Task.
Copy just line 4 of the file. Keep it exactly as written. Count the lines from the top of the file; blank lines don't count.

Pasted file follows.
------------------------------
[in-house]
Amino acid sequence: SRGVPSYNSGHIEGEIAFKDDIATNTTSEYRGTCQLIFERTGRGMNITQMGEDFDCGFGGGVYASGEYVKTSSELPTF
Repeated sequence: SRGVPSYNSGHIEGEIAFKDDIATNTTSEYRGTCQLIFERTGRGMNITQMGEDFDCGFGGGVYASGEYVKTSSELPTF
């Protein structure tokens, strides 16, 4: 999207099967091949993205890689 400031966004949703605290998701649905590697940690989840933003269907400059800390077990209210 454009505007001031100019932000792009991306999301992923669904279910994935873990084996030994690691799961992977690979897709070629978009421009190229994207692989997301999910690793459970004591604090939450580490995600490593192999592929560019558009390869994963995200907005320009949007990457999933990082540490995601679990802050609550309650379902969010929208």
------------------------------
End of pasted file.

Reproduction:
């Protein structure tokens, strides 16, 4: 999207099967091949993205890689 400031966004949703605290998701649905590697940690989840933003269907400059800390077990209210 454009505007001031100019932000792009991306999301992923669904279910994935873990084996030994690691799961992977690979897709070629978009421009190229994207692989997301999910690793459970004591604090939450580490995600490593192999592929560019558009390869994963995200907005320009949007990457999933990082540490995601679990802050609550309650379902969010929208």